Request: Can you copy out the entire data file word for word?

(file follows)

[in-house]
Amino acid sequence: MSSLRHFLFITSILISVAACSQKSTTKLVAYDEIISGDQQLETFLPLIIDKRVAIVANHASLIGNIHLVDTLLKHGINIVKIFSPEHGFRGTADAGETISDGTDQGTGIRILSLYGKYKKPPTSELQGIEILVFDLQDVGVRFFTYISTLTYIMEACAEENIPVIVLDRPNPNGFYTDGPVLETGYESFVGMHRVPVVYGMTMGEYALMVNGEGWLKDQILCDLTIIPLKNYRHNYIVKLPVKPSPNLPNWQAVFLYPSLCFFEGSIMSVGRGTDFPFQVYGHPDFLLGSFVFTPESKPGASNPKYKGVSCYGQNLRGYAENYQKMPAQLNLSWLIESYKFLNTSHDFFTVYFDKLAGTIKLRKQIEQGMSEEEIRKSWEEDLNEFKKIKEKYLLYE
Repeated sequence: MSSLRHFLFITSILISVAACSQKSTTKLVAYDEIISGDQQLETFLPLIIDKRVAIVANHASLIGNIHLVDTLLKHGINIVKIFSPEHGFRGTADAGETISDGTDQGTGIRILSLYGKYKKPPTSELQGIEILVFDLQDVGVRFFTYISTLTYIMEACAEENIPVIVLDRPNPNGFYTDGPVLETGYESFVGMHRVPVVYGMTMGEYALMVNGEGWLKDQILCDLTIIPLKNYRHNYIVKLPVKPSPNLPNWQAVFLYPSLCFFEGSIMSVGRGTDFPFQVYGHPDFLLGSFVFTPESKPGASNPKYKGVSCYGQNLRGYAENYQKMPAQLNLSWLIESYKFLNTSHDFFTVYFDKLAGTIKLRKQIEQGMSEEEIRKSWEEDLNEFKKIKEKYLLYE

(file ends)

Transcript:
[in-house]
Amino acid sequence: MSSLRHFLFITSILISVAACSQKSTTKLVAYDEIISGDQQLETFLPLIIDKRVAIVANHASLIGNIHLVDTLLKHGINIVKIFSPEHGFRGTADAGETISDGTDQGTGIRILSLYGKYKKPPTSELQGIEILVFDLQDVGVRFFTYISTLTYIMEACAEENIPVIVLDRPNPNGFYTDGPVLETGYESFVGMHRVPVVYGMTMGEYALMVNGEGWLKDQILCDLTIIPLKNYRHNYIVKLPVKPSPNLPNWQAVFLYPSLCFFEGSIMSVGRGTDFPFQVYGHPDFLLGSFVFTPESKPGASNPKYKGVSCYGQNLRGYAENYQKMPAQLNLSWLIESYKFLNTSHDFFTVYFDKLAGTIKLRKQIEQGMSEEEIRKSWEEDLNEFKKIKEKYLLYE
Repeated sequence: MSSLRHFLFITSILISVAACSQKSTTKLVAYDEIISGDQQLETFLPLIIDKRVAIVANHASLIGNIHLVDTLLKHGINIVKIFSPEHGFRGTADAGETISDGTDQGTGIRILSLYGKYKKPPTSELQGIEILVFDLQDVGVRFFTYISTLTYIMEACAEENIPVIVLDRPNPNGFYTDGPVLETGYESFVGMHRVPVVYGMTMGEYALMVNGEGWLKDQILCDLTIIPLKNYRHNYIVKLPVKPSPNLPNWQAVFLYPSLCFFEGSIMSVGRGTDFPFQVYGHPDFLLGSFVFTPESKPGASNPKYKGVSCYGQNLRGYAENYQKMPAQLNLSWLIESYKFLNTSHDFFTVYFDKLAGTIKLRKQIEQGMSEEEIRKSWEEDLNEFKKIKEKYLLYE